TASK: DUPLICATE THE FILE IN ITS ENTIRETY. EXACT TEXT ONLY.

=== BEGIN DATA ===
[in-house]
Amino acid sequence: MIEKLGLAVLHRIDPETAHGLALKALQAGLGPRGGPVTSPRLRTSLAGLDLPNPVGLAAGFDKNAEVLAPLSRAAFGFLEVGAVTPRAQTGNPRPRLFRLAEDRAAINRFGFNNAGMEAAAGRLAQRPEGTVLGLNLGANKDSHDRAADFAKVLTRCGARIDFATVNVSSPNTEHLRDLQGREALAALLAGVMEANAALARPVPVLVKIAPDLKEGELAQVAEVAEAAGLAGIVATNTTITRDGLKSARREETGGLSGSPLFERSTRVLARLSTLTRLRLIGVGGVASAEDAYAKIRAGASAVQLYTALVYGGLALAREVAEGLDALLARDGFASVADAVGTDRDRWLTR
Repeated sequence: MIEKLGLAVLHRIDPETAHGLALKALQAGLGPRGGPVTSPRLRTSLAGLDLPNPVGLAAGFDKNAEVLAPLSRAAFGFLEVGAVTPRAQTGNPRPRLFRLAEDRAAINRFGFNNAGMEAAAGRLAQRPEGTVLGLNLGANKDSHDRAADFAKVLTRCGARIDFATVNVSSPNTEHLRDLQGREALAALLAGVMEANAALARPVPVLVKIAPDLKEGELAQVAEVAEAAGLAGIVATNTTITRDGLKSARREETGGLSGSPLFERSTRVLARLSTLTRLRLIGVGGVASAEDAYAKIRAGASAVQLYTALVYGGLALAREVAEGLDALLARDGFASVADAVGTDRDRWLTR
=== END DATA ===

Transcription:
[in-house]
Amino acid sequence: MIEKLGLAVLHRIDPETAHGLALKALQAGLGPRGGPVTSPRLRTSLAGLDLPNPVGLAAGFDKNAEVLAPLSRAAFGFLEVGAVTPRAQTGNPRPRLFRLAEDRAAINRFGFNNAGMEAAAGRLAQRPEGTVLGLNLGANKDSHDRAADFAKVLTRCGARIDFATVNVSSPNTEHLRDLQGREALAALLAGVMEANAALARPVPVLVKIAPDLKEGELAQVAEVAEAAGLAGIVATNTTITRDGLKSARREETGGLSGSPLFERSTRVLARLSTLTRLRLIGVGGVASAEDAYAKIRAGASAVQLYTALVYGGLALAREVAEGLDALLARDGFASVADAVGTDRDRWLTR
Repeated sequence: MIEKLGLAVLHRIDPETAHGLALKALQAGLGPRGGPVTSPRLRTSLAGLDLPNPVGLAAGFDKNAEVLAPLSRAAFGFLEVGAVTPRAQTGNPRPRLFRLAEDRAAINRFGFNNAGMEAAAGRLAQRPEGTVLGLNLGANKDSHDRAADFAKVLTRCGARIDFATVNVSSPNTEHLRDLQGREALAALLAGVMEANAALARPVPVLVKIAPDLKEGELAQVAEVAEAAGLAGIVATNTTITRDGLKSARREETGGLSGSPLFERSTRVLARLSTLTRLRLIGVGGVASAEDAYAKIRAGASAVQLYTALVYGGLALAREVAEGLDALLARDGFASVADAVGTDRDRWLTR